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Page 228

Poetry – a good way to kill time. Between moments
of poetry – dead time. But enough about me –
that is, time and eternity. Do you come here often?
I'll bet you can't guess my sign (he says, hoping
her sign is "YIELD," not "STOP".) (My first marriage
was largely my failed attempt to guess her sighing.)

Let us consider the similarities of a singles bar
to Hell. (It should be easy for me to consider,
since I've never been to one. I don't even go
to doubles bars. But I've been alone – there's
my Garbo (anagram of bar-go) voice: I've been alone.
And in my days of childhood candy greed, I went to
Hershey bars, but that's an old pun, isn't it,
looking for Mr. Goodbar. Nuts!)

Hell, I think, is where the worst torment is immortality.
Where immortality is torment, we try to shut down
consciousness; briefly getting results from tiny winking
bubbles of booze, even more briefly, in the oblivia
of orgasms and soused sleep – but these and their attendant
small cruelties accumulate until eternity seems conquered,
and hours, days, years rush past, untasted, forgotten, lost.

But eternity lurks in ambush: Lost weekends are followed
by the interminable seconds of hangovers, when every crack
in the ceiling must be tasted, swallowed, regurgitated;
every discoloration, every grunt of not-distant-enough
traffic become as solid as a fist, every spoken word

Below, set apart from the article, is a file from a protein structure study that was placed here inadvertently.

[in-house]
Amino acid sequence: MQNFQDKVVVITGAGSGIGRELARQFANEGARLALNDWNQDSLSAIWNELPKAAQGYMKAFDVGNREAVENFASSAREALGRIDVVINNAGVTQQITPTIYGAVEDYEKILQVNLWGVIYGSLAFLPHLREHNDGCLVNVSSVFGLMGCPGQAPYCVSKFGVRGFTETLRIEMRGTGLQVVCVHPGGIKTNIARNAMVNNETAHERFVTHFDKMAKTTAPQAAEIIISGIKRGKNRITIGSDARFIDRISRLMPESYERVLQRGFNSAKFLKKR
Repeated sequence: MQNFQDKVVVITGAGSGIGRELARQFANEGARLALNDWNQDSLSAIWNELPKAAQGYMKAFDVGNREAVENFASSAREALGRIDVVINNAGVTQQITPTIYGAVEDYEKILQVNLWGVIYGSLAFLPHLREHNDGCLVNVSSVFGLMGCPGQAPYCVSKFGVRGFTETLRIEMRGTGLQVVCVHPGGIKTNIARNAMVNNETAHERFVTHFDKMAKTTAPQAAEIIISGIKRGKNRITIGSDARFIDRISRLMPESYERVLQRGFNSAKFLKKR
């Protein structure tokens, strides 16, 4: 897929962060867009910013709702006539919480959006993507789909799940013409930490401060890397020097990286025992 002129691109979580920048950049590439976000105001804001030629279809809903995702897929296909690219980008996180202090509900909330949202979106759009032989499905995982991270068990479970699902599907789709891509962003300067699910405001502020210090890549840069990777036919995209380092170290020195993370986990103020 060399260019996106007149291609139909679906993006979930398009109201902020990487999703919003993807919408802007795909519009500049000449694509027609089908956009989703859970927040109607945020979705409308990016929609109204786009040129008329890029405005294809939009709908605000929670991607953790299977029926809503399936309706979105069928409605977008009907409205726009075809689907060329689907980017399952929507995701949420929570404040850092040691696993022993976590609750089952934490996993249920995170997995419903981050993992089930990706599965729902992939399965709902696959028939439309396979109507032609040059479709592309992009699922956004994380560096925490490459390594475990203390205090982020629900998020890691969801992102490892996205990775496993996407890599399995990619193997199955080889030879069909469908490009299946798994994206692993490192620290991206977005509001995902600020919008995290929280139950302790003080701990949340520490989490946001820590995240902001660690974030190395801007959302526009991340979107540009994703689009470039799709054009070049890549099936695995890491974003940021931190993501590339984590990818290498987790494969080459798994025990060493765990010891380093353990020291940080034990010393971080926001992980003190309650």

pushing outward from mid-brain like a tumor.

Even years lost to drugs, smoky rooms, blue-sparkled
ice cubes, must, at some point, be repaid. We build up
mountains of debt owed to eternity. We try to refuse to know
that we are. But contrary to the current escapist fad
that mourns (pretends to mourn) the coming death
of all that lives (and some say that coming is a death in itself),
death is neither end nor escape: for every deadening
must come a quickening.

The fury of a demon is its rage at being stirred
to awareness that it is still alive, poor ember.
Even the stone you kick down the gutter
only HOPES it is not alive (sullen, stony hope),

caught up in hectic, disjointed dreams. By jerking one's head
rapidly from side to side, one can keep interrupting
an unthinkable thought to prevent it from being, after all,
thinkable; such are the jillion contrary motions
of a stone's molecules that hold it in dream-stasis
by their mutually canceling randomness – a dream
of not being for aeon after Brownian aeon.

Note: Stanza 2: Garbo voice: She is associated with the words "I vant to be alone." "Goodbar" – referring to a novel, Looking for Mr. Goodbar, dealing (as I vaguely recall) with single women looking for company of men at singles bars. But "Mr. Goodbar" is the brand name for a candy bar similar to a Hershey Bar with peanuts.

Last line: "Brownian aeon" – refers to Brownian motion of very small particles – the "jillion contrary motions" earlier in the last stanza. In other words, the stasis of an object for aeon after aeon because of the randomizing motions and collisions of the small particles of which the object consists.

Stanzas three through seven of this poem have a lot to say. I hope they say it. For starters, this is a pretty damned good definition of hell, maybe not so far from Augustine's (Hell is an absence of God -- or the variation on that -- absence of love): "Hell, I think, is where the worst torment is immortality". You can generate the rest of the poem from that line, or generate your own.

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